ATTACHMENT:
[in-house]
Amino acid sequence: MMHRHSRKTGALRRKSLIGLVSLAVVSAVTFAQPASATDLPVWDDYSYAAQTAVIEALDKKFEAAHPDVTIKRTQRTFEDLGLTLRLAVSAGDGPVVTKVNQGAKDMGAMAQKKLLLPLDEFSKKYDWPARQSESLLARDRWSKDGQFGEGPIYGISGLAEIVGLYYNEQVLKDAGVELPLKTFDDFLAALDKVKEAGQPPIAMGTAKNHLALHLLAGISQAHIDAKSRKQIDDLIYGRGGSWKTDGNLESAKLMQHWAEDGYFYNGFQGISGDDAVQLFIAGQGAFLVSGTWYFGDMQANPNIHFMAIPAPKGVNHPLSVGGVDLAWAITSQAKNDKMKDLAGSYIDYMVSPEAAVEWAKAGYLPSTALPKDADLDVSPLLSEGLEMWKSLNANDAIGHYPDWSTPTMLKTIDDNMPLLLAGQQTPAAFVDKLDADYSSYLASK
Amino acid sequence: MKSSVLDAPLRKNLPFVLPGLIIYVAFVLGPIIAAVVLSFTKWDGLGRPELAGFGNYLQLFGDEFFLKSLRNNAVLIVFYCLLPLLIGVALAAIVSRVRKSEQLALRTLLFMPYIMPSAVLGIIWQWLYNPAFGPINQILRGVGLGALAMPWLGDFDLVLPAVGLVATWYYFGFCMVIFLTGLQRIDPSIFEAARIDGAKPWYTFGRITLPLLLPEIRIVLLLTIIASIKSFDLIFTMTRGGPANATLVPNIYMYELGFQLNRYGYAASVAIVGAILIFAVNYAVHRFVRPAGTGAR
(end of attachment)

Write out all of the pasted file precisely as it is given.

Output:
[in-house]
Amino acid sequence: MMHRHSRKTGALRRKSLIGLVSLAVVSAVTFAQPASATDLPVWDDYSYAAQTAVIEALDKKFEAAHPDVTIKRTQRTFEDLGLTLRLAVSAGDGPVVTKVNQGAKDMGAMAQKKLLLPLDEFSKKYDWPARQSESLLARDRWSKDGQFGEGPIYGISGLAEIVGLYYNEQVLKDAGVELPLKTFDDFLAALDKVKEAGQPPIAMGTAKNHLALHLLAGISQAHIDAKSRKQIDDLIYGRGGSWKTDGNLESAKLMQHWAEDGYFYNGFQGISGDDAVQLFIAGQGAFLVSGTWYFGDMQANPNIHFMAIPAPKGVNHPLSVGGVDLAWAITSQAKNDKMKDLAGSYIDYMVSPEAAVEWAKAGYLPSTALPKDADLDVSPLLSEGLEMWKSLNANDAIGHYPDWSTPTMLKTIDDNMPLLLAGQQTPAAFVDKLDADYSSYLASK
Amino acid sequence: MKSSVLDAPLRKNLPFVLPGLIIYVAFVLGPIIAAVVLSFTKWDGLGRPELAGFGNYLQLFGDEFFLKSLRNNAVLIVFYCLLPLLIGVALAAIVSRVRKSEQLALRTLLFMPYIMPSAVLGIIWQWLYNPAFGPINQILRGVGLGALAMPWLGDFDLVLPAVGLVATWYYFGFCMVIFLTGLQRIDPSIFEAARIDGAKPWYTFGRITLPLLLPEIRIVLLLTIIASIKSFDLIFTMTRGGPANATLVPNIYMYELGFQLNRYGYAASVAIVGAILIFAVNYAVHRFVRPAGTGAR